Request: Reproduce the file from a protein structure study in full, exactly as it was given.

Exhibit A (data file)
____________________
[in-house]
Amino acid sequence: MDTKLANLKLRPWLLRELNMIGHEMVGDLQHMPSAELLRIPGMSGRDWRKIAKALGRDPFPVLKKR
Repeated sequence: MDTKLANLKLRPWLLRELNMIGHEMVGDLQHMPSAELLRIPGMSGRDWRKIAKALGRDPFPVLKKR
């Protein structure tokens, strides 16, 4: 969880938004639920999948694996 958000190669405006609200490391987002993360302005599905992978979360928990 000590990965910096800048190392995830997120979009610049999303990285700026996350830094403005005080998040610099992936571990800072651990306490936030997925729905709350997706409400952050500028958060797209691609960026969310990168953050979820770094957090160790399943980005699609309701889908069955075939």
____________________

[in-house]
Amino acid sequence: MDTKLANLKLRPWLLRELNMIGHEMVGDLQHMPSAELLRIPGMSGRDWRKIAKALGRDPFPVLKKR
Repeated sequence: MDTKLANLKLRPWLLRELNMIGHEMVGDLQHMPSAELLRIPGMSGRDWRKIAKALGRDPFPVLKKR
């Protein structure tokens, strides 16, 4: 969880938004639920999948694996 958000190669405006609200490391987002993360302005599905992978979360928990 000590990965910096800048190392995830997120979009610049999303990285700026996350830094403005005080998040610099992936571990800072651990306490936030997925729905709350997706409400952050500028958060797209691609960026969310990168953050979820770094957090160790399943980005699609309701889908069955075939």